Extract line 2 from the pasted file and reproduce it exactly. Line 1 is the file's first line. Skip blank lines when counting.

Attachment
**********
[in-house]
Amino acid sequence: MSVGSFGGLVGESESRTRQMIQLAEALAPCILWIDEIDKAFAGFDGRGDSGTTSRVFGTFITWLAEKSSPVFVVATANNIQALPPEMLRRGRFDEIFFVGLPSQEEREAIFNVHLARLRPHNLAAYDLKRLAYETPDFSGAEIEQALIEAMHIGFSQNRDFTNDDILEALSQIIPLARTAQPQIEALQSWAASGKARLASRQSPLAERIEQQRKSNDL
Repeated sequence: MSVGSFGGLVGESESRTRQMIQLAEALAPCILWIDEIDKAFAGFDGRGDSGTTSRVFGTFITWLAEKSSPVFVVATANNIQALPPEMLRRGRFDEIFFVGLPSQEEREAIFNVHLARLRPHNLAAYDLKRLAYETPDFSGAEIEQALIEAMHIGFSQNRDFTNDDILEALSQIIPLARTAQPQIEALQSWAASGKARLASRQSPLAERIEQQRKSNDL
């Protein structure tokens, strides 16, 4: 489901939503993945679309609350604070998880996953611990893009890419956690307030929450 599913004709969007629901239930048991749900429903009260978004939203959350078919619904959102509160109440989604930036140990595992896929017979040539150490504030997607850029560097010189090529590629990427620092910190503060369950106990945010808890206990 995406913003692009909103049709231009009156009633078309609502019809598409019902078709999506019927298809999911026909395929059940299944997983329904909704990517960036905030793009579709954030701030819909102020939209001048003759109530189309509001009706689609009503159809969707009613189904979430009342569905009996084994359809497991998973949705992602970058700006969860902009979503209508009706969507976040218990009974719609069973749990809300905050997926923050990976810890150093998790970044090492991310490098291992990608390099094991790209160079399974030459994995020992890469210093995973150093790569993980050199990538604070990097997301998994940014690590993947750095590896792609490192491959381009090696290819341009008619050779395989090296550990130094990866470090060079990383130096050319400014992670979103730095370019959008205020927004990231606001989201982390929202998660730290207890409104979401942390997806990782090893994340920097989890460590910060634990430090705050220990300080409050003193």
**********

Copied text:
Amino acid sequence: MSVGSFGGLVGESESRTRQMIQLAEALAPCILWIDEIDKAFAGFDGRGDSGTTSRVFGTFITWLAEKSSPVFVVATANNIQALPPEMLRRGRFDEIFFVGLPSQEEREAIFNVHLARLRPHNLAAYDLKRLAYETPDFSGAEIEQALIEAMHIGFSQNRDFTNDDILEALSQIIPLARTAQPQIEALQSWAASGKARLASRQSPLAERIEQQRKSNDL